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Marriage between blacks and whites is a longstanding and deeply ingrained taboo in American culture. On the eve of World War II, mixed-race marriage was illegal in most states. Yet, sixty years later, black-white marriage is no longer illegal or a divisive political issue, and the number of such couples and their mixed-race children has risen dramatically. Renee Romano explains how and why such marriages have gained acceptance, and what this tells us about race relations in contemporary America. The history of interracial marriage helps us understand the extent to which America has overcome its racist past, and how much further we must go to achieve meaningful racial equality.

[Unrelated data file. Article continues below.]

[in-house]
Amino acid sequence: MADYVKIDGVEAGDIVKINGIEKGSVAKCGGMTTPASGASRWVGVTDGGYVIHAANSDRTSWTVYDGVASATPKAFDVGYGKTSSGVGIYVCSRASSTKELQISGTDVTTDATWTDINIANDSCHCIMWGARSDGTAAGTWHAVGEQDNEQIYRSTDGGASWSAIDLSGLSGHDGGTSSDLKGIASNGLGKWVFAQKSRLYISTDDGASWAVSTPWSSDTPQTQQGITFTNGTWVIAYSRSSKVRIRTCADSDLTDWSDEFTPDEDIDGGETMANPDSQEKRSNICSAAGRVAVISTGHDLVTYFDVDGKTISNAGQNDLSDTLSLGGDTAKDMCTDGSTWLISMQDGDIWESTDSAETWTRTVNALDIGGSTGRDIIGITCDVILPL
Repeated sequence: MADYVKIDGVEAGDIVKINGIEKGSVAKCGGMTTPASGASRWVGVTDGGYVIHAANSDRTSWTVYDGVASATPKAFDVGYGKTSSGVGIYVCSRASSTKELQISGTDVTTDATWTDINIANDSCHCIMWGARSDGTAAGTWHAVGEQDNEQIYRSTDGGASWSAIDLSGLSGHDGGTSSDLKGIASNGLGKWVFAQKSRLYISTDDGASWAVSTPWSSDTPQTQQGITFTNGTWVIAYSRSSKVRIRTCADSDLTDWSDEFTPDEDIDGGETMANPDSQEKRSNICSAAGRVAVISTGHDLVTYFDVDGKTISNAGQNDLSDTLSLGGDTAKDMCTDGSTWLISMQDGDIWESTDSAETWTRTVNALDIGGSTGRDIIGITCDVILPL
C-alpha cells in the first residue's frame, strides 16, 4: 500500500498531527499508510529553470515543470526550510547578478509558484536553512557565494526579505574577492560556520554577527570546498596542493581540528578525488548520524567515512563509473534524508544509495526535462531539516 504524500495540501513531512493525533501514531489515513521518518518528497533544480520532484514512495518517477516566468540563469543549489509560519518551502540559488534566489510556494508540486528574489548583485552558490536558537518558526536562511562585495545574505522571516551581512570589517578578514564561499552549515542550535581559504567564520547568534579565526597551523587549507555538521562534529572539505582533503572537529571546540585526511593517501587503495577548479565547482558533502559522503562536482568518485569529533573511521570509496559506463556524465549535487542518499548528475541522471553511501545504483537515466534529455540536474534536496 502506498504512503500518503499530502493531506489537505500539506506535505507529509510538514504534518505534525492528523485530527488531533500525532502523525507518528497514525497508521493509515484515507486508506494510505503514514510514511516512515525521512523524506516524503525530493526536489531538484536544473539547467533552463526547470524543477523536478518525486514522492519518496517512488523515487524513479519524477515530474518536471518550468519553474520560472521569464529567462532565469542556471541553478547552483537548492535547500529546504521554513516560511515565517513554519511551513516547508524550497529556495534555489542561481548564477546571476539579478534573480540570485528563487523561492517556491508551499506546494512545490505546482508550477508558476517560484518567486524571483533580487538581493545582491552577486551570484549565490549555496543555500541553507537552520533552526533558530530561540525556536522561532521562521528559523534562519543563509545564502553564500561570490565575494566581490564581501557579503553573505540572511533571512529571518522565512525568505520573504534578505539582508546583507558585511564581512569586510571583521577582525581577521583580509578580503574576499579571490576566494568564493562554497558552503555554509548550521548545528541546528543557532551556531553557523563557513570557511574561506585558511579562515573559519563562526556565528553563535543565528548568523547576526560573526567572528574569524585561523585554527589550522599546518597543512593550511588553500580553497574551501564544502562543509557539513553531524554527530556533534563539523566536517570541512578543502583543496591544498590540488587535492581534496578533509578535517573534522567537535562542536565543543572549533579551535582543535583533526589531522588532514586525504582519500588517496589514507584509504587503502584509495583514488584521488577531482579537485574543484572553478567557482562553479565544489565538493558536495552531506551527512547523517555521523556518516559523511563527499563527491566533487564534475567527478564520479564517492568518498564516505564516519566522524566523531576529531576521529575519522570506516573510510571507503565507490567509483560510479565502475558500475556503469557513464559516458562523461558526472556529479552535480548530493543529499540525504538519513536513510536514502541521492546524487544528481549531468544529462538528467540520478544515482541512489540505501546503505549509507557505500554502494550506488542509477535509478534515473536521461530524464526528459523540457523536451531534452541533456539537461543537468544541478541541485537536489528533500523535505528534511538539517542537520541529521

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|Publisher:||Harvard University Press|
|Sold by:||Barnes & Noble|
|File size:||570 KB|